The decline in profitability will make restaurant companies less attractive as mergers and acquisition targets.
Restaurants are facing shrinking margins with higher food, fuel, labor and transportation costs, according to a report from the Restaurant Finance group at Mitsubishi UFJ Financial Group.
The rise in labor costs comes from a number of post-pandemic factors including the increased difficulty in drawing new workers and retaining existing ones in a labor market that is demanding higher wages and being more selective in choosing employers, says Nick Cole, head of restaurant finance for the firm.
The decline in profitability will make restaurant companies less attractive as mergers and acquisition targets in the first quarter of next year, MUFG is predicting. The M&A pullback should be significant unless there is an improvement in margins, Cole asserts.
He attributes the recent M&A boom in the restaurant industry—especially in the quick-service sector—in part to the generational transfer of businesses.
Supply chain interruptions and worker scarcity among commodity producers and transporters have added to the cost woes of the eateries, says Quinn Hall, the leader of loan underwriting and portfolio management for the MUFG Restaurant Finance Group.
To attract workers, Hall says restaurants will have to spend more on health benefits as well as wages and offer flexible work schedules.
With the problems with margins, he says banks are continuing to accept a higher leverage profile among borrowers and offer loose amortization, pricing and covenant terms which will become more stringent in 2022 if interest rates rise and borrowing costs grow—and certain businesses may experience credit downgrades.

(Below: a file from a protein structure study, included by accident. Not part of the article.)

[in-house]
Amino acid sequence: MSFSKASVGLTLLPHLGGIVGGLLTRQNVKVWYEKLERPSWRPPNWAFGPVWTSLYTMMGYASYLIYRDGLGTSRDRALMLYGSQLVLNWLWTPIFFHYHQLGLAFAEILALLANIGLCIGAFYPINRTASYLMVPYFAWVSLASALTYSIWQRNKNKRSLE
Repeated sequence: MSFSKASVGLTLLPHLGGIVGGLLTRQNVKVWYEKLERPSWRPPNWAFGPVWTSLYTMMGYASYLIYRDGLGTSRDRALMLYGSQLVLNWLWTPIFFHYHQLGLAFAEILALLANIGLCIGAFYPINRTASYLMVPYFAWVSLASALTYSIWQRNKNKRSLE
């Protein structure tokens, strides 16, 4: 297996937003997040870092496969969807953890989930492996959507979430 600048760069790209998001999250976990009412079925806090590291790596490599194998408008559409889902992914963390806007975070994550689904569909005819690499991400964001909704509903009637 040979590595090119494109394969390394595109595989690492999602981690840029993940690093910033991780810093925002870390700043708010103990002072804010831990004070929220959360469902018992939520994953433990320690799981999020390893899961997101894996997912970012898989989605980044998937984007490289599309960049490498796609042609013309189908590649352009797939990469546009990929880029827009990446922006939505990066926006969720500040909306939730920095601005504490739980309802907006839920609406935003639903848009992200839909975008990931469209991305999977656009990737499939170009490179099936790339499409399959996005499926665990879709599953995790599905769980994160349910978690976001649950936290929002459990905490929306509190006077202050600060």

The trend to more off-premises dining that started during the pandemic and continues is spurring a retooling of restaurant real estate to allow for more drive-through and digital pick-up lanes while deemphasizing dining-room space to lower dependence on in-restaurant business, Brian Geraghty, Head of Loan Originations at MUFG adds.
“Over the long run, we believe you’ll see restaurants shrinking in size to reflect smaller onsite patronage but better built to support off-premises business,” Geraghty says.
Marcus & Millichap is predicting labor shortages and wage increases will continue to be headwinds but then should abate a bit in 2022.
Recovery of restaurants, and other businesses hit hard during the pandemic will be bumpy, but Marcus & Millichap Senior Vice President and National Director Research Services John Chang noted multi-tenant retail vacancy rates only increased by 90 basis points to 6.6% and current absorption should continue into next year.